HR exec shares stories of his life’s work

Tierney Harvey
Posted 7/12/17

FLEMING ISLAND – A new book written by a Fleming Island human resources expert gives insight on leadership, failures, success and the impact on people. Michael Losey’s “Touching People’s …

This item is available in full to subscribers.

Please log in to continue

Log in

Don't have an ID?

Print subscribers

If you're a print subscriber, but do not yet have an online account, click here to create one.


Click here to see your options for subscribing.

Single day pass

You also have the option of purchasing 24 hours of access, for $1.00. Click here to purchase a single day pass.

HR exec shares stories of his life’s work


FLEMING ISLAND – A new book written by a Fleming Island human resources expert gives insight on leadership, failures, success and the impact on people. Michael Losey’s “Touching People’s Lives” was written based on his five decades of experience in human resources, 26 of which he spent with Unisys, a global information technology company.

Losey begins the book with a story about Michael, a fourteen-year-old boy Losey babysat during a summer home from studying at the University of Michigan. Michael went to a school for children with intellectual disabilities, Losey states in the book, and at first, it was difficult to find activities to pass the time.

However, Losey said, over the course of the summer, he saw a transformation in Michael and the two became friends. Losey helped Michael convince his parents to send him to the local high school, he said, and the experience of helping improve someone’s life gave him immense joy. This set him on a path of human resources.

Losey once held the title of president and chief executive officer of the Society for Human Resource Management, the largest worldwide professional society for HR. Though he is now retired, SHRM awards the annual $50,000 Michael R. Losey Excellence in Human Resource Research Award, to recognize a professional for significant past and ongoing research that impacts the HR management field.

During his career, Losey testified as an expert in human resources before Congress and collected an abundance of interesting and entertaining stories that will provide advice on leadership.

Published by SHRM, the book is told in short chapters that center on specific anecdotes that are grouped by the lessons the experience taught him. It covers everything, from mergers that threatened employee morale, unintentional workplace discrimination and how failure to anticipate change can bring even the most powerful companies down.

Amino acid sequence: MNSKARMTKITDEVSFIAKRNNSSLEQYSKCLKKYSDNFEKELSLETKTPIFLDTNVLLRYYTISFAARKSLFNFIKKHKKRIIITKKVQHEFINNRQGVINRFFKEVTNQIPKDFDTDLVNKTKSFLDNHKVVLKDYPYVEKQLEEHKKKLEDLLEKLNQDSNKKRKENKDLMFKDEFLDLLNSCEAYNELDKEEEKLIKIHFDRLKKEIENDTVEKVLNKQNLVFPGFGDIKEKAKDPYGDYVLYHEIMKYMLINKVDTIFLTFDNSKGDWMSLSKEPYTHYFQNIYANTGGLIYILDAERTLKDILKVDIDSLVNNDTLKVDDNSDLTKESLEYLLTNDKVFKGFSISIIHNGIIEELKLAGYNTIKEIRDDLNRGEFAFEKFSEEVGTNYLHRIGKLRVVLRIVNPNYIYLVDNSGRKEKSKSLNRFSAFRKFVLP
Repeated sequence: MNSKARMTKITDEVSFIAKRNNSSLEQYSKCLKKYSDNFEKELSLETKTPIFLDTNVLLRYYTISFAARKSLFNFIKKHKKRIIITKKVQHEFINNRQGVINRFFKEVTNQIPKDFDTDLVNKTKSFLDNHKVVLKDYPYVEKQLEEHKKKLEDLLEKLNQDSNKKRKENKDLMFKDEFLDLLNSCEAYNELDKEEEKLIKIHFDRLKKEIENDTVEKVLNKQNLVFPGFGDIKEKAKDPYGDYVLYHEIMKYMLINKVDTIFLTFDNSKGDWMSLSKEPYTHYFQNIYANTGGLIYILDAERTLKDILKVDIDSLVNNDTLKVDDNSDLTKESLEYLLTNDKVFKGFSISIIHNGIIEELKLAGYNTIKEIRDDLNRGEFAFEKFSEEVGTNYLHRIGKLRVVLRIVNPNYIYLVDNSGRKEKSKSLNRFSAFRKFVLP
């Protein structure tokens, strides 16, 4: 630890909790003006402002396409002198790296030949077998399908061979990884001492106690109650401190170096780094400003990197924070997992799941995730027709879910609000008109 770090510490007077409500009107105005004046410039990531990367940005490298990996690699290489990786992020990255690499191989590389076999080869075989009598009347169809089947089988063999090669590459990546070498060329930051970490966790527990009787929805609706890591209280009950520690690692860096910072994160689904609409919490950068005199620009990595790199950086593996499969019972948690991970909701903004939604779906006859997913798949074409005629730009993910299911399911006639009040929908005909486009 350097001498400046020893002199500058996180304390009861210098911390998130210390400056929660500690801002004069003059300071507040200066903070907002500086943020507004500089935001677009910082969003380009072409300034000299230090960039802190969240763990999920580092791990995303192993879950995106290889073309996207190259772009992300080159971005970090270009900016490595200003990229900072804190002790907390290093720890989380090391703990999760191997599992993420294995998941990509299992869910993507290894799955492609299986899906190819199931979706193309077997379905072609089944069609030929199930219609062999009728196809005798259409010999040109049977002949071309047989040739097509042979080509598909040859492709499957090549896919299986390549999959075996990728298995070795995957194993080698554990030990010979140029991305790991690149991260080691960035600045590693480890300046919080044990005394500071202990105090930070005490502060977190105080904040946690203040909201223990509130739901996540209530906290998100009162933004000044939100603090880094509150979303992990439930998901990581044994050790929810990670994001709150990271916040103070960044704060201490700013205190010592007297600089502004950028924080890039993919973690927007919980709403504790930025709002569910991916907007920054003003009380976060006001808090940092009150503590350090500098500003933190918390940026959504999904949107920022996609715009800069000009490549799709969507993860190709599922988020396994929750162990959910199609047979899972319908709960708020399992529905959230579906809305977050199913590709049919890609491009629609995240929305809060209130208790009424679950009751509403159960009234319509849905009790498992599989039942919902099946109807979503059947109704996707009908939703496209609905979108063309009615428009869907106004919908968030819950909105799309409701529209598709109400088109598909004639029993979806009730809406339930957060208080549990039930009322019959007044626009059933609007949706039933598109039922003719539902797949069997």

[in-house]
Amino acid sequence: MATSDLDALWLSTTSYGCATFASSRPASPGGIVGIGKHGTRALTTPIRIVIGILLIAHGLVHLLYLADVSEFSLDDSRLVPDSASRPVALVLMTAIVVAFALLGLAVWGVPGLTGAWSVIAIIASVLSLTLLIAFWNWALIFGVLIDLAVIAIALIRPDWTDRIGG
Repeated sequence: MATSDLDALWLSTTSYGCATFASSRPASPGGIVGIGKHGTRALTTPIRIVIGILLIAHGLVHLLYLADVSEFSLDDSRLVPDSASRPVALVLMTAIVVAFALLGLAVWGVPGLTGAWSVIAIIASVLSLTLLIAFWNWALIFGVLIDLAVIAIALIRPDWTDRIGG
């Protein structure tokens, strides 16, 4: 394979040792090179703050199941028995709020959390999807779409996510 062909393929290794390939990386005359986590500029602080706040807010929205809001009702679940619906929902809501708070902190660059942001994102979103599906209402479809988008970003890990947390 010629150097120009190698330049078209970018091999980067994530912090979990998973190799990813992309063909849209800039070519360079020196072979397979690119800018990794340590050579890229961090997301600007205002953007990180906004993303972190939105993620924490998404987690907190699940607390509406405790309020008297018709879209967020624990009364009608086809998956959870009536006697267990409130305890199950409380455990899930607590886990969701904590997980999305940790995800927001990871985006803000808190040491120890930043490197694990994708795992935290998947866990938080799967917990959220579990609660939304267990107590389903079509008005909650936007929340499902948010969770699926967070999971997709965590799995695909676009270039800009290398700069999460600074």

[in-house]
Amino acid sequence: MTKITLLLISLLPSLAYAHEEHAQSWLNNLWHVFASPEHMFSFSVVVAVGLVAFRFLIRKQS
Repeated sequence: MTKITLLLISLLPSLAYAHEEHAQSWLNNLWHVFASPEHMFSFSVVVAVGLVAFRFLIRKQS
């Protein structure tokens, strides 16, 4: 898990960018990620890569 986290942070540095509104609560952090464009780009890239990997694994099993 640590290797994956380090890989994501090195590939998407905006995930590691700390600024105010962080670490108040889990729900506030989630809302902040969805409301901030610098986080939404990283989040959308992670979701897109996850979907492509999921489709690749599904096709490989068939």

During his years as head of personnel for several companies, Losey learned the importance of being a leader and how leadership impacts others’ lives.

He said he once received a phone call from an employee who was worried about an upcoming merger and threatened to shoot himself while on the phone.

“I remember it like yesterday,” he said. He told the employee he would get help, called the police and spoke to his boss personally.

That is an extreme example, but Losey’s book is full of moments in which key decisions by management or him personally had a drastic impact on others. He stresses the importance of making the right decisions the first time. As Losey says in the book and the last story proves, there is not always a second chance to fix those mistakes that touch other people. The damage is done.

As CEO for SHRM, Losey made a full-force effort to change the laws of Congress. At the time, members of Congress and their staff were exempt from many labor laws. It was done in the name of separation of powers, he said, but without being subject to those laws, leaders in Congress were affecting people’s lives without considering the full impact.

“I loved it. I love the field,” he said. “And people will say that I changed the field to make it better.”

Losey started off in business school and he hated his HR classes. However, a professor took Losey under his wing and taught him to love the field.

He said the biggest change he saw during his career was the Civil Rights Act of 1964, the law that made it illegal for employers to discriminate based on race, religion, sex or national origin. Losey said though he graduated with a master’s in human resources in 1962, just two years before the act passed, his degree did not prepare him for the change.

“I never had one word about Civil Rights in my courses at the University of Michigan,” he said. “Anticipating the future is the most important part of management. If there were no changes, you wouldn’t need leaders.”

The book details Losey’s struggle to expand employment to African American employees. He said that the law itself did not immediately bring about opportunities for people of color; it took an active effort from the company.

Another change he has seen is the increase in the number of women in the workplace. He said HR is now dominated by women. At the beginning of his career, that was not the case.

“There were no women, except for clerical,” he said.

Losey said he expects the role of women to continue expanding.

One of the biggest challenges, he said, is health care.

In addition to many essays and articles, Losey has co-authored “Tomorrow’s HR Management” and “The Future of HR Management.” His new book, “Touching People’s Lives,” is available for purchase on Amazon. For more information about the book or Losey’s career, visit


No comments on this story | Please log in to comment by clicking here
Please log in or register to add your comment